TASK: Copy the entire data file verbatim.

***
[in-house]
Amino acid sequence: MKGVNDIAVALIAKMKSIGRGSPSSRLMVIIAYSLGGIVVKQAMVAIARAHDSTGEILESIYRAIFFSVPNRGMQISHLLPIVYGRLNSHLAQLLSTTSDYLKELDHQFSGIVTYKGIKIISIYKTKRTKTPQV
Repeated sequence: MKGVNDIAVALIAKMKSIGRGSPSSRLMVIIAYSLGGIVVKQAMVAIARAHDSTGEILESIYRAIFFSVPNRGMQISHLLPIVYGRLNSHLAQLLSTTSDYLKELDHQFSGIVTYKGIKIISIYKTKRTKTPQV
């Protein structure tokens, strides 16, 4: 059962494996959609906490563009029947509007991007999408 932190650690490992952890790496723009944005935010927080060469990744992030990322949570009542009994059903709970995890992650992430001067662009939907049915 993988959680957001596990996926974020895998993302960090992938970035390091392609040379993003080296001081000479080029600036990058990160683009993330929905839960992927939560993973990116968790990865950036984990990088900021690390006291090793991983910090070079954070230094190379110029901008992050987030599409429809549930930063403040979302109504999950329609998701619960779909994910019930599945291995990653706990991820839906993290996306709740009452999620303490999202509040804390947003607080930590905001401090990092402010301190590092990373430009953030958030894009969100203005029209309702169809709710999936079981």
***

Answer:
[in-house]
Amino acid sequence: MKGVNDIAVALIAKMKSIGRGSPSSRLMVIIAYSLGGIVVKQAMVAIARAHDSTGEILESIYRAIFFSVPNRGMQISHLLPIVYGRLNSHLAQLLSTTSDYLKELDHQFSGIVTYKGIKIISIYKTKRTKTPQV
Repeated sequence: MKGVNDIAVALIAKMKSIGRGSPSSRLMVIIAYSLGGIVVKQAMVAIARAHDSTGEILESIYRAIFFSVPNRGMQISHLLPIVYGRLNSHLAQLLSTTSDYLKELDHQFSGIVTYKGIKIISIYKTKRTKTPQV
């Protein structure tokens, strides 16, 4: 059962494996959609906490563009029947509007991007999408 932190650690490992952890790496723009944005935010927080060469990744992030990322949570009542009994059903709970995890992650992430001067662009939907049915 993988959680957001596990996926974020895998993302960090992938970035390091392609040379993003080296001081000479080029600036990058990160683009993330929905839960992927939560993973990116968790990865950036984990990088900021690390006291090793991983910090070079954070230094190379110029901008992050987030599409429809549930930063403040979302109504999950329609998701619960779909994910019930599945291995990653706990991820839906993290996306709740009452999620303490999202509040804390947003607080930590905001401090990092402010301190590092990373430009953030958030894009969100203005029209309702169809709710999936079981």